Anti-gunners have declared Friday, June 1 to be National Gun Violence Awareness Day, “when thousands of Americans will wear orange to send the powerful message that there is more we can do to end gun violence,” and they are asking people to share images of themselves wearing orange.
However, it appears the color has been hijacked. Hunters have been wearing orange for longer than many of these gun prohibitionists have been alive. A few years ago, the anti-gun movement appropriated the color on the contention that it has stood for “gun safety” for a couple of generations.
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True, enough, but the difference between people who have practiced gun safety for decades and those who now use the term as camo-speak for gun control is that the traditional gun owner isn’t trying to regulate anyone’s firearms.
According to wearorange.org, “New York gun violence prevention advocate Erica Ford spearheaded orange as the color of peace through her work with her organization, Life Camp, Inc. Whether it’s worn by students in Montana, activists in New York, or Hadiya’s loved ones in Chicago, the color orange honors the more than 90 lives cut short and the hundreds more wounded by gun violence everyday (sic).”
According to their website, “Events will take place through the weekend, including rallies, marches, BBQs and more, planned by thousands of gun sense supporters like you!”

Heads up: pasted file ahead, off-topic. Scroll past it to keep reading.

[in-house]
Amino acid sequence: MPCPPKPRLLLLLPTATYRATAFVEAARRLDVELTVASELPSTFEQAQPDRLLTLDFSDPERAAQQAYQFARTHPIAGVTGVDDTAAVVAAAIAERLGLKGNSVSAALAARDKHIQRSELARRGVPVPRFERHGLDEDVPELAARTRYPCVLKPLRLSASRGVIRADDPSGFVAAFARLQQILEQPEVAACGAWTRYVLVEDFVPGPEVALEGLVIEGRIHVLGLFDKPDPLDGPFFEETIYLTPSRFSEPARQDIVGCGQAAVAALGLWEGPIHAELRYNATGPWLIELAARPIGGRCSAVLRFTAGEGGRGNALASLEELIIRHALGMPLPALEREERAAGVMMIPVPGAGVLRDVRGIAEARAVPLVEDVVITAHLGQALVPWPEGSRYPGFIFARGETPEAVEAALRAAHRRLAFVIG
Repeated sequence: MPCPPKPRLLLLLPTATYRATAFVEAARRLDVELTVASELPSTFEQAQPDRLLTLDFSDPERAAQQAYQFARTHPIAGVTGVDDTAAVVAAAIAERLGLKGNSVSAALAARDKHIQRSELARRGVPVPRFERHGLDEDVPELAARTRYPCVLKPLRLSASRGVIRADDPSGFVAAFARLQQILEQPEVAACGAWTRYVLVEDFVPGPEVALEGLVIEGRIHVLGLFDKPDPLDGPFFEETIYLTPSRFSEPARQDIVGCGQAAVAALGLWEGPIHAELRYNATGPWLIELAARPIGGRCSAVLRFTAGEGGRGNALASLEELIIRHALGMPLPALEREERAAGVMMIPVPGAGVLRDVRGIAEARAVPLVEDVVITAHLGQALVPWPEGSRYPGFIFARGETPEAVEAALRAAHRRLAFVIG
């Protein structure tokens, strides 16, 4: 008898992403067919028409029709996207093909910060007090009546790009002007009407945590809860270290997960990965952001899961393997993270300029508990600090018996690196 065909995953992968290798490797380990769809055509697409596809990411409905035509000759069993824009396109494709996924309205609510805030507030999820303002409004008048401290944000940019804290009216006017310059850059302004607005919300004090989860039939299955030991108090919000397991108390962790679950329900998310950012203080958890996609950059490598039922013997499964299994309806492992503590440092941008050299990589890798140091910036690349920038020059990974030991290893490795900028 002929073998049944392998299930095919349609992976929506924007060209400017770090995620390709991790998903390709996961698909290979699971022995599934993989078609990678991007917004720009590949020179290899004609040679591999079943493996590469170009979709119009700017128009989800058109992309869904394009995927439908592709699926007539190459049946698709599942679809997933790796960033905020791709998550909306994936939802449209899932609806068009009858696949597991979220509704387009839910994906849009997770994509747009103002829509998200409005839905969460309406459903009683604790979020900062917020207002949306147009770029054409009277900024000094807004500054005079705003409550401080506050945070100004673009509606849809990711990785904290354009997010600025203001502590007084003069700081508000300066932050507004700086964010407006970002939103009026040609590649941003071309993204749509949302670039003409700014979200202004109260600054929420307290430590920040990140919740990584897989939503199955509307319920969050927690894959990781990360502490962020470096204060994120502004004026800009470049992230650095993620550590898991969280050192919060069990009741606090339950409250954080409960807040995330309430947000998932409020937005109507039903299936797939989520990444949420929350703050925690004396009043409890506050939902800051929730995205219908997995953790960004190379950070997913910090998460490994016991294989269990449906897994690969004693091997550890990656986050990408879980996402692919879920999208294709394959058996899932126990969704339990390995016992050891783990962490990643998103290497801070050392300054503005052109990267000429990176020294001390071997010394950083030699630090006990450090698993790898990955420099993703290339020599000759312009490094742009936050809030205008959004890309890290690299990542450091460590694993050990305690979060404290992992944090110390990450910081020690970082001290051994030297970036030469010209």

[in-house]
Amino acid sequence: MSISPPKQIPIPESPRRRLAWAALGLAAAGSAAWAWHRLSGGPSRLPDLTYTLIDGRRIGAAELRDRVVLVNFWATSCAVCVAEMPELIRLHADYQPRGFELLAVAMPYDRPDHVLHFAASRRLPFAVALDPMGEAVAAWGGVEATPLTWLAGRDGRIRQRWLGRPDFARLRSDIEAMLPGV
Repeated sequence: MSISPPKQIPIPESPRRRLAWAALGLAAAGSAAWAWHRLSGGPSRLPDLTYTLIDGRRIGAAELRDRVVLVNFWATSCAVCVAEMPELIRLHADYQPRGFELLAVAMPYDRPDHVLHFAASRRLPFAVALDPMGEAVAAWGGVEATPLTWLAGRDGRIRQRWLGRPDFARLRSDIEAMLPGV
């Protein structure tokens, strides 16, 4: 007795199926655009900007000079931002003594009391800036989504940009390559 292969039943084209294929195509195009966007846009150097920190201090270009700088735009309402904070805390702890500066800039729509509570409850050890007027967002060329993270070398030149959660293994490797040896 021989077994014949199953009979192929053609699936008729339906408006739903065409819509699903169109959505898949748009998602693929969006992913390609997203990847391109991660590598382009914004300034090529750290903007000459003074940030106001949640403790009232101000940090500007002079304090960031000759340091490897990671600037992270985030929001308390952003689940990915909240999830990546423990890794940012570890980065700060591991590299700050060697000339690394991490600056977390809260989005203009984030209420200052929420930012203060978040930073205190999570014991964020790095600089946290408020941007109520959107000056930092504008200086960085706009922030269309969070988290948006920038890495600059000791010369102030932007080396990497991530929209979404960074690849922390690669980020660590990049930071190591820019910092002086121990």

The Wear Orange page is copyrighted by anti-gun billionaire Michael Bloomberg’s Everytown for Gun Safety.
Perhaps some of the participants in Saturday’s annual invitational Elmer Keith Memorial long range handgun shoot held on private land southwest of Spokane, Washington will be wearing orange. Then, again, maybe not. Shooters involved in this private affair know that genuine gun safety isn’t found in the color of a garment, but between the ears and in the hearts of those who make a habit out of safe gun handling, not emotional gun control rhetoric.
The memorial shoot honors the late Elmer Keith (1899-1984), who earned a reputation for long range handgun shooting, writing about firearms, hunting, and cartridge and bullet development. He lived in southeast Idaho.
This shooting event raises funds for the National Rifle Association Foundation to support its programs, which are focused on firearms safety, not prohibition.